There has also been the advent of the Teaching Excellence Framework with the explicit aim of improving teaching and student outcomes. There have been interventions from universities’ ministers (although it is hard keeping up these days with who actually is the Minister!) on issues as varied as degree inflation, student mental health, admissions to universities and black and ethnic minority achievement.
So, why have we ended up here and have universities, deservedly, brought this all upon themselves? Well, as I alluded to above, the more secure financial position we found ourselves in, post-2012, certainly fuelled a sense that we had ‘dodged’ austerity. And worse than that in the eyes of many, universities were spending the additional money on new facilities for students, with cranes ubiquitous in campuses across the country.
Then, there were issues where we were seen to be slow to react. Contact hours between students and staff, while more complicated than the rhetoric suggests, was an example of where we didn’t move fast enough to explain concerns, too often dismissing them as middle class dinner table gossip. The lesson here is that we have to be ahead of the curve in identifying issues that are causing concern, deal with them or, at the very least explain them better.
I think too we were just caught up in the whole ‘revolt against the elites’ moment, despite the fact that amongst major professions in the UK, the backgrounds of vice-chancellors are much more socially diverse than almost any other senior occupational group.
There is, I am sure, a Brexit factor. Vice-chancellors largely came out in favour of remaining in the EU and that made us an easy target when it came to arguing that our institutions were, too often, out of touch with their localities (ironically, one of the least fair and justifiable criticisms in my experience). It undoubtedly too added fuel to the fire when it came to vice-chancellors’ pay.
The whole issue of ‘too many people going to university’ rumbles in the background, usually on the political right, although less than it did in the past, despite the recent Augar report on post-18 education and funding resurrecting the issue in a different guise.
It is also worth noting that, whether as a cause or a consequence, both media and political opinion turned significantly against universities, where they had previously been highly sympathetic.
On the left, the charge was that we were ‘fat cats’ and had been complicit in a system that was ripping off students. The Corbyn offer of free higher education, while overstated in terms of its impact on the 2017 general election, did contribute to a more negative atmosphere for universities.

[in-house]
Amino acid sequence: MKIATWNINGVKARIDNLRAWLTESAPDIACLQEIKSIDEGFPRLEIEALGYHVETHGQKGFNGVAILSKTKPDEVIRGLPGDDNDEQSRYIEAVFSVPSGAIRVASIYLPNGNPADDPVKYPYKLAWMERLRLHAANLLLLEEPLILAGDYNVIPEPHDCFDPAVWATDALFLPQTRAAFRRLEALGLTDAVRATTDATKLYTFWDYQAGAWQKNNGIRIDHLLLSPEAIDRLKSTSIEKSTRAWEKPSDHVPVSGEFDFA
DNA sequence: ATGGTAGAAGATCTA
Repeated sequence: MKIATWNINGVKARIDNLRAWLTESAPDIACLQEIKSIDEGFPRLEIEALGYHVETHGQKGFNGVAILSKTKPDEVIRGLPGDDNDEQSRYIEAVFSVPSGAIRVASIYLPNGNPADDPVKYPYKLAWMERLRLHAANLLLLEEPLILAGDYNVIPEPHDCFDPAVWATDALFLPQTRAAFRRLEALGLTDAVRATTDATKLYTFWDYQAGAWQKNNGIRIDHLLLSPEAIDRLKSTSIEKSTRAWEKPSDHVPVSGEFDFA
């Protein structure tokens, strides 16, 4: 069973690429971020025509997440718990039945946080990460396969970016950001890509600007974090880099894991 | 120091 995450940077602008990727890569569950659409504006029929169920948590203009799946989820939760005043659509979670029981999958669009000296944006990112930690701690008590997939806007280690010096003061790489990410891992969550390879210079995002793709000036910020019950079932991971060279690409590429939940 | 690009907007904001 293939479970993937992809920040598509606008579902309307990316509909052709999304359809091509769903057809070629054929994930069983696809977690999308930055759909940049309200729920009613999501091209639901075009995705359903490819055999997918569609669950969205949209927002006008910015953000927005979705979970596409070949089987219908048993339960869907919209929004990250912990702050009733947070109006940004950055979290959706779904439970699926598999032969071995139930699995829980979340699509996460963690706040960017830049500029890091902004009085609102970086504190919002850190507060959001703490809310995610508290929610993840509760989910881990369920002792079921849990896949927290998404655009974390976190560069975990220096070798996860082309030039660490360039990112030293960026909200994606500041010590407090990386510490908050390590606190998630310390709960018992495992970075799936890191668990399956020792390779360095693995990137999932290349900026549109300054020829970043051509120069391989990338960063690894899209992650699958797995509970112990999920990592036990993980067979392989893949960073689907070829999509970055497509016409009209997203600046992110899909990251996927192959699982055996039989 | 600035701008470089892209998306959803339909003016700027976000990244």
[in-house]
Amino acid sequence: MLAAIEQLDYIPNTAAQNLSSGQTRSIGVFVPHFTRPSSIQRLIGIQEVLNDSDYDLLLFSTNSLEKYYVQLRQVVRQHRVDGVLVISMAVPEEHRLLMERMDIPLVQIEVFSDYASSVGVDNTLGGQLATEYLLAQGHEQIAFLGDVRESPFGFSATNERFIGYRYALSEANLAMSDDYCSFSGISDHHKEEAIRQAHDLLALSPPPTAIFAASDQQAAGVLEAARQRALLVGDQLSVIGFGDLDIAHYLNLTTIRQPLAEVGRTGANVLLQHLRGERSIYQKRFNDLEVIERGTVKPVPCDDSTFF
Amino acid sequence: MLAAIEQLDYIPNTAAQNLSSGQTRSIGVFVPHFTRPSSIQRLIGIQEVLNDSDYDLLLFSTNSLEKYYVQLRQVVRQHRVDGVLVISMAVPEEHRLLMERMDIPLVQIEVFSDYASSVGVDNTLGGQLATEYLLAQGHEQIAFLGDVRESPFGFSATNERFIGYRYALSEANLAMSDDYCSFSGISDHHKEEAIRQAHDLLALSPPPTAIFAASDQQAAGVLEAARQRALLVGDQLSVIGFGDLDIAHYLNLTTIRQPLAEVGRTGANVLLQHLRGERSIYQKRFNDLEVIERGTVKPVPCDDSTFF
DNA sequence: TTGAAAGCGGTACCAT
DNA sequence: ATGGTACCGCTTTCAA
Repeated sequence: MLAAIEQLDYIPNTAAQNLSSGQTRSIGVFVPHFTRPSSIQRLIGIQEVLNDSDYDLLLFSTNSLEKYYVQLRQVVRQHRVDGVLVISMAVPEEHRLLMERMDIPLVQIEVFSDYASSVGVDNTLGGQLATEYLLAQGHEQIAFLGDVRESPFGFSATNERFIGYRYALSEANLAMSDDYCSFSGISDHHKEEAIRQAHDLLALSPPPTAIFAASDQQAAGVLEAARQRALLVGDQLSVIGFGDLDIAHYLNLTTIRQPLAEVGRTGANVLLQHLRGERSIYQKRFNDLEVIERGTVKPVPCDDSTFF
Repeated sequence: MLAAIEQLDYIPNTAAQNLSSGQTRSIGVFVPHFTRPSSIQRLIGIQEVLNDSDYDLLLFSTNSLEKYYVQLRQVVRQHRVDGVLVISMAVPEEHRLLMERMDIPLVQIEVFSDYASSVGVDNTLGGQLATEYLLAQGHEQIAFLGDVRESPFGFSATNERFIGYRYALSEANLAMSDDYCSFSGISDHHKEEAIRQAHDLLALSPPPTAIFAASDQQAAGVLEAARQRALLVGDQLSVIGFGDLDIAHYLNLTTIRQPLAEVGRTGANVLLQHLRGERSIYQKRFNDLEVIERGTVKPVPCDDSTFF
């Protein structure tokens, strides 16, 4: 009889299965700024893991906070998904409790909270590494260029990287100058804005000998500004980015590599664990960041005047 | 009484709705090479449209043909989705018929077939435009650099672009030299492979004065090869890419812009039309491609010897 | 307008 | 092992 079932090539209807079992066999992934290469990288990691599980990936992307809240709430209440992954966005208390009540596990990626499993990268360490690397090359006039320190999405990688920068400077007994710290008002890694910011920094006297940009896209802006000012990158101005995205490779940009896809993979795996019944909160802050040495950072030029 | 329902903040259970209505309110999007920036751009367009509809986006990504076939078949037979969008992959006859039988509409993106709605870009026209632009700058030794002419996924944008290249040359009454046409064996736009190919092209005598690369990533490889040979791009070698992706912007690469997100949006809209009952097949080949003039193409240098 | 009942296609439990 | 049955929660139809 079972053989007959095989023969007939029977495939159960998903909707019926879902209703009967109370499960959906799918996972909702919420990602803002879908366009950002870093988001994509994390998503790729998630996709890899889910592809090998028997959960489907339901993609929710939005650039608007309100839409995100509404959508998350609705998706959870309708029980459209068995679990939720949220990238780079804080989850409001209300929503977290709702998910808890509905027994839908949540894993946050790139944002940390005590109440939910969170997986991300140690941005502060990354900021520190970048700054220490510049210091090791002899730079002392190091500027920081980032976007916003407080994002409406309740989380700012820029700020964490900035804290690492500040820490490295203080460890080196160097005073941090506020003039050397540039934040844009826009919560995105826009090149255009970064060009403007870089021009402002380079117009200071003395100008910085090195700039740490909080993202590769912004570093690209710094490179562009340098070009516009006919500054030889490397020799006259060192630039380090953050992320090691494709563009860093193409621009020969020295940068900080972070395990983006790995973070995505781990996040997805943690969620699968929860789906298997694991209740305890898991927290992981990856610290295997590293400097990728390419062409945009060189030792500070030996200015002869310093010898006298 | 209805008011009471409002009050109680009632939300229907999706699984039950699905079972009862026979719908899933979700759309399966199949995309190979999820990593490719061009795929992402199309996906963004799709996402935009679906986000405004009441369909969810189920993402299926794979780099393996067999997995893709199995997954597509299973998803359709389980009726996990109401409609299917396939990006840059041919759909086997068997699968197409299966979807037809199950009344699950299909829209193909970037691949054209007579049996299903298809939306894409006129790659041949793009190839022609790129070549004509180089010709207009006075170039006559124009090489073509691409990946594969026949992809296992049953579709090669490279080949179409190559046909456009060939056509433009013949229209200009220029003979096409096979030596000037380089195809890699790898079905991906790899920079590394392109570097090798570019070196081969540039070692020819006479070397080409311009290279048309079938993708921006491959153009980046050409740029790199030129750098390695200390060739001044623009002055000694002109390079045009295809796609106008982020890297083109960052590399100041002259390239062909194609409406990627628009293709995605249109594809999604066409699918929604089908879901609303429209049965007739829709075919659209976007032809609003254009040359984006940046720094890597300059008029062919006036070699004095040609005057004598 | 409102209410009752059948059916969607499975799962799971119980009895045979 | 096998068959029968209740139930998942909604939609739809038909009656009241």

On the right, as I have already suggested, concerns around value for money and efficiency became more and more prominent. All of the political noise led to newspapers declaring ‘open season’ on universities, with us blamed for everything from the decline in mental health, through our role in failing to react quickly enough to skills’ requirements, to being responsible for creating a ‘snowflake’ generation.
Yet, for all of that, I remain positive and optimistic. While we may not be untouchable, which was never a good thing, I think that we can regain territory and trust. Why?
Well first, in a post-Brexit Britain, the nation needs goods and services that are exceptional, both in terms of trade and influence. Universities fit the bill, supporting almost a million jobs and contributing £95bn in gross output for the UK economy.
Recent welcome announcements such as the two-year study visa for international graduates demonstrates that government see universities being part of the solution. This is really important as the UK is a very attractive places for international students already, despite relatively high tuition costs.
Second, and as shown by the OECD recently in its Education at a Glance report for 2019, the returns from UK degrees, while down somewhat on recent times, are still impressive, and the cause of the decline is not a general problem but reflects challenges at the margins – for example, with some courses, but certainly not all.
Related to that, the OECD work shows that graduates from tertiary education do more lifelong learning than others. In other words, ‘learning begets learning’, something that will be very important as our economy necessarily has to adjust in the period ahead. It also helps that people complete their studies in the allotted time more often in the UK than in any other OECD country.
Third, our basic model works, particularly on the research front. The UK approach of institutional autonomy, academic freedom, competition for funding and collaboration among peers has generated a higher education system that, by any measure, is among the most successful in the world. While we don’t understand completely what the exact calibration should be between and amongst the component parts, we mess with any single element at our peril.